Step-by-step setup

Checkpoint is a Node.js library and running the following NPM commands will install it:

npm install @snapshot-labs/checkpoint@beta

# or if using yarn
yarn add @snapshot-labs/checkpoint@beta

Three arguments are required to initialize a Checkpoint instance. These are:

  • Checkpoint Configuration,

  • GraphQL entity Schemas,

  • Data Writers.

There is a fourth optional argument for configuring options like log levels and database connection. Read more about this parameter here.

Creating a Checkpoint Configuration

A checkpoint configuration is an object that defines the smart contract addresses and their respective events. For this guide, we will be indexing the list of posts and authors for this Poster Contract. A copy of this contract is deployed to the goerli-alpha network at the address: 0x04d10712e72b971262f5df09506bbdbdd7f729724030fa909e8c8e7ac2fd0012.

To successfully track the addresses of authors, you'll need to listen to new_post events from the contract. Therefore, a valid checkpoint configuration for the above requirements will be:

import { CheckpointConfig } from "@snapshot-labs/checkpoint";

const config: CheckpointConfig = {
  network_node_url: "",
  sources: [
      contract: "0x04d10712e72b971262f5df09506bbdbdd7f729724030fa909e8c8e7ac2fd0012",
      start: 185778,
      deploy_fn: "handleDeploy",
      events: [
          name: "new_post",
          fn: "handleNewPost",

The start block number is set to 185778 because the contract was deployed at that block. This will mean Checkpoint starts scanning from that block as opposed to starting at block 0.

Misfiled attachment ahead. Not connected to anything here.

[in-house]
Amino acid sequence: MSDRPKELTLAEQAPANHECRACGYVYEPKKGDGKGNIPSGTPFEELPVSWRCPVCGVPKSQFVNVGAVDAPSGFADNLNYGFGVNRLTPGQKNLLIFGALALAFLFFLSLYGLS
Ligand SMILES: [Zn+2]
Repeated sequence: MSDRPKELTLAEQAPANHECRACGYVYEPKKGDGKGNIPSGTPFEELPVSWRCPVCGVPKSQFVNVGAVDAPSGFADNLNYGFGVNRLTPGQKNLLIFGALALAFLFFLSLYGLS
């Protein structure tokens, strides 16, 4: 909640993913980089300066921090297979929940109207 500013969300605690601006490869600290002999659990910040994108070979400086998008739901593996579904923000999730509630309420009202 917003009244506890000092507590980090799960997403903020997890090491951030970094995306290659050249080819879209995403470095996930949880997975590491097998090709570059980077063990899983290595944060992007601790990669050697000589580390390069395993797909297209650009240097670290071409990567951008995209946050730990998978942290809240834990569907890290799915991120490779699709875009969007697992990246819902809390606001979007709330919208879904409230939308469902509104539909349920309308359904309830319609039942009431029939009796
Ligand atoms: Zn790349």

The deploy_fn and fn values are the names of the data writer functions to be invoked when the contract deployment and new_post events are encountered respectively. Read more about Checkpoint configuration here.

Defining GraphQL entity schemas

Checkpoint requires a set of defined GraphQL Schema Objects. These schema objects will be used to create the database tables for indexing records and also generate graphql queries for accessing the indexed data.

For this guide, we will want to track a Post entity and have it exposed via the graphql API. This entity can be defined as the following schema file:

""" Entity named Post """
type Post {
  id: String!
  author: String!
  created_at_block: Int!

Checkpoint will use the above entity (Post) to generate a MySQL database table named posts with columns matching the defined fields. It will also generate a list of graphql queries to enable querying indexed data. Read more about how queries are generated here.

When updating your schema you should run following script to generate ORM models:

yarn checkpoint generate

Creating Data Writers

Data writers are Javascript functions that get invoked by Checkpoint when it discovers a block containing this event. A Data writer is responsible for writing records to the database. These records will eventually be exposed via Checkpoint's GraphQL endpoint.

We have defined two data writer functions in our Checkpoint configuration above. These are: